The news these days seems to be so filled with negativity and bad behavior that I latch onto the stories that reflect the best of people. Today we learned that the billionaire founder of Patagonia, Yvon Chouinard, gave away his stake in the company – not part of it, not when he dies, but all of it – now.
According to the New York Times, “Rather than selling the company or taking it public, Mr. Chouinard, his wife, and two adult children have transferred their ownership of Patagonia, valued at about $3 billion, to a specially designed trust and a nonprofit organization. They were created to preserve the company’s independence and ensure that all of its profits – some $100 million a year – are used to combat climate change and protect undeveloped land around the globe.”
The family transferred the voting shares, some 2% of all shares, to a trust that will be overseen by family members and advisors and was formed to make sure the company continues to run a socially responsible business and donate all of the profits. For those among us who might cynically think that there has to be some tax-saving angle or a way to retain some profits, the transfer to the trust resulted in a $17.5 million gift tax bill to the Chouinards. The other 98% of the shares were transferred to Holdfast Collective, which can make political donations, and thus none of that transfer was eligible for any charitable tax deductions.
This idea arose as a result of the succession planning discussions that Mr. Chouinard was having with his family and advisors. According to Mr. Chouinard, “I didn’t know what to do with the company because I didn’t ever want a company,” he said from his home in Jackson, Wyo. “I didn’t want to be a businessman. Now I could die tomorrow and the company is going to continue doing the right thing for the next 50 years, and I don’t have to be around.”
There are plenty of people already stating that this plan won’t work and that the company won’t continue its success without the capitalistic incentive for profits. But, regardless of that eventual outcome, I do like the what the family is doing. They are living their values and their actions may resonate in the minds of future leaders and future generations. While not everyone can afford to give away their wealth, we can all be more thoughtful about matching our actions with our values.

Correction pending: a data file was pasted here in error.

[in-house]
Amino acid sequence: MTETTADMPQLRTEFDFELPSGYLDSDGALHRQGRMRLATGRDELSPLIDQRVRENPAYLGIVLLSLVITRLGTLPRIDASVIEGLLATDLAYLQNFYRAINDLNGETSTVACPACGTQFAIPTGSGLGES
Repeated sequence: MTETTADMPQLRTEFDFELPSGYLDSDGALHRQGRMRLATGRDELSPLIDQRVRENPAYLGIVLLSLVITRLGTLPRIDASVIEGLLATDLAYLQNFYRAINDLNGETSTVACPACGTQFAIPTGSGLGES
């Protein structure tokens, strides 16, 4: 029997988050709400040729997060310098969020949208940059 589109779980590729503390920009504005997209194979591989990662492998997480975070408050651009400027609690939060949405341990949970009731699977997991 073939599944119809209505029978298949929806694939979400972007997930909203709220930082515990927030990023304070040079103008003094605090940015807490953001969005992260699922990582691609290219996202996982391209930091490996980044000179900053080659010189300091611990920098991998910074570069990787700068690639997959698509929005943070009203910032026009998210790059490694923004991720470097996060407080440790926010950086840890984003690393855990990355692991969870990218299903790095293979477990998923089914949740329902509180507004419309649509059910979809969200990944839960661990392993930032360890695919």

Take care and stay safe.
The Mosquito Bowl: A Game of Life and Death in World War II by Buzz Bissinger
When the Japanese attacked Pearl Harbor, college football was at the height of its popularity. As the nation geared up for total war, one branch of the service dominated the aspirations of college football stars: the United States Marine Corps. Which is why, on Christmas Eve of 1944, when the 4th and 29th Marine regiments found themselves in the middle of the Pacific Ocean training for what would be the bloodiest battle of the war – the invasion of Okinawa—their ranks included one of the greatest pools of football talent ever assembled.
Within a matter of months, 15 of the 65 players in “The Mosquito Bowl” would be killed at Okinawa, by far the largest number of American athletes ever to die in a single battle. The Mosquito Bowl is the story of these brave and beautiful young men, those who survived and those who did not. It is the story of the families and the landscape that shaped them. It is a story of a far more innocent time in both college athletics and the life of the country, and of the loss of that innocence.